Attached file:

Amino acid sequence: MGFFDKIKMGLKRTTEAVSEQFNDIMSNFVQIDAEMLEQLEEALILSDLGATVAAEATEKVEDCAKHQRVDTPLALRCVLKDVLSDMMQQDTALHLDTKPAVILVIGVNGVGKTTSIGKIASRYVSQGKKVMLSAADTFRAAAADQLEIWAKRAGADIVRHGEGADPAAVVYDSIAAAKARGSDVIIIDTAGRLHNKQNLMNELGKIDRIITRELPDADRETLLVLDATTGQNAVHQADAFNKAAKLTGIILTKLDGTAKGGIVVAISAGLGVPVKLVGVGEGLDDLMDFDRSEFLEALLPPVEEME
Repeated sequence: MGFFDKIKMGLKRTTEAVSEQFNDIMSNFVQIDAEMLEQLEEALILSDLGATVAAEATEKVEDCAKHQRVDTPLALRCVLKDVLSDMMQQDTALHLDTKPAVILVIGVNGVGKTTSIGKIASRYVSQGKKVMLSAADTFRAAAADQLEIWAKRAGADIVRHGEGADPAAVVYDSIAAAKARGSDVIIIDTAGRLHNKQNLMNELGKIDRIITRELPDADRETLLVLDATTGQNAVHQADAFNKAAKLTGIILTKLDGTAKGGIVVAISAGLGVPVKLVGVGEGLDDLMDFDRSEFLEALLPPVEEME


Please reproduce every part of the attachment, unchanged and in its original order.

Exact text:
Amino acid sequence: MGFFDKIKMGLKRTTEAVSEQFNDIMSNFVQIDAEMLEQLEEALILSDLGATVAAEATEKVEDCAKHQRVDTPLALRCVLKDVLSDMMQQDTALHLDTKPAVILVIGVNGVGKTTSIGKIASRYVSQGKKVMLSAADTFRAAAADQLEIWAKRAGADIVRHGEGADPAAVVYDSIAAAKARGSDVIIIDTAGRLHNKQNLMNELGKIDRIITRELPDADRETLLVLDATTGQNAVHQADAFNKAAKLTGIILTKLDGTAKGGIVVAISAGLGVPVKLVGVGEGLDDLMDFDRSEFLEALLPPVEEME
Repeated sequence: MGFFDKIKMGLKRTTEAVSEQFNDIMSNFVQIDAEMLEQLEEALILSDLGATVAAEATEKVEDCAKHQRVDTPLALRCVLKDVLSDMMQQDTALHLDTKPAVILVIGVNGVGKTTSIGKIASRYVSQGKKVMLSAADTFRAAAADQLEIWAKRAGADIVRHGEGADPAAVVYDSIAAAKARGSDVIIIDTAGRLHNKQNLMNELGKIDRIITRELPDADRETLLVLDATTGQNAVHQADAFNKAAKLTGIILTKLDGTAKGGIVVAISAGLGVPVKLVGVGEGLDDLMDFDRSEFLEALLPPVEEME